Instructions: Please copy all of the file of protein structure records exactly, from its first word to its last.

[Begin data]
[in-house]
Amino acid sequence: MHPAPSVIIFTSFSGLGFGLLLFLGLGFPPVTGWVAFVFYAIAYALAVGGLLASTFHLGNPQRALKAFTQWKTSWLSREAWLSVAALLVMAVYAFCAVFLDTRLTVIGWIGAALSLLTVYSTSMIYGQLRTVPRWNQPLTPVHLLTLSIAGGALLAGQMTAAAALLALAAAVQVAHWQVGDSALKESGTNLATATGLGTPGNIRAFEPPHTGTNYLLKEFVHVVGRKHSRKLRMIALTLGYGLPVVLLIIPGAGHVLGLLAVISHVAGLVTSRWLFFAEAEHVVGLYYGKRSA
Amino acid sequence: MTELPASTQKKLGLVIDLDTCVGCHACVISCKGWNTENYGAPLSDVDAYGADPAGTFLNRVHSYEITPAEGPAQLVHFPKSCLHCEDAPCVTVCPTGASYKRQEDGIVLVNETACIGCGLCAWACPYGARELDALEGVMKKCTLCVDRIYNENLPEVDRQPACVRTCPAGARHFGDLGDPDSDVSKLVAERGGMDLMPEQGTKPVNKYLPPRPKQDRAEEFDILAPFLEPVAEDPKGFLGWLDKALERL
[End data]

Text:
[in-house]
Amino acid sequence: MHPAPSVIIFTSFSGLGFGLLLFLGLGFPPVTGWVAFVFYAIAYALAVGGLLASTFHLGNPQRALKAFTQWKTSWLSREAWLSVAALLVMAVYAFCAVFLDTRLTVIGWIGAALSLLTVYSTSMIYGQLRTVPRWNQPLTPVHLLTLSIAGGALLAGQMTAAAALLALAAAVQVAHWQVGDSALKESGTNLATATGLGTPGNIRAFEPPHTGTNYLLKEFVHVVGRKHSRKLRMIALTLGYGLPVVLLIIPGAGHVLGLLAVISHVAGLVTSRWLFFAEAEHVVGLYYGKRSA
Amino acid sequence: MTELPASTQKKLGLVIDLDTCVGCHACVISCKGWNTENYGAPLSDVDAYGADPAGTFLNRVHSYEITPAEGPAQLVHFPKSCLHCEDAPCVTVCPTGASYKRQEDGIVLVNETACIGCGLCAWACPYGARELDALEGVMKKCTLCVDRIYNENLPEVDRQPACVRTCPAGARHFGDLGDPDSDVSKLVAERGGMDLMPEQGTKPVNKYLPPRPKQDRAEEFDILAPFLEPVAEDPKGFLGWLDKALERL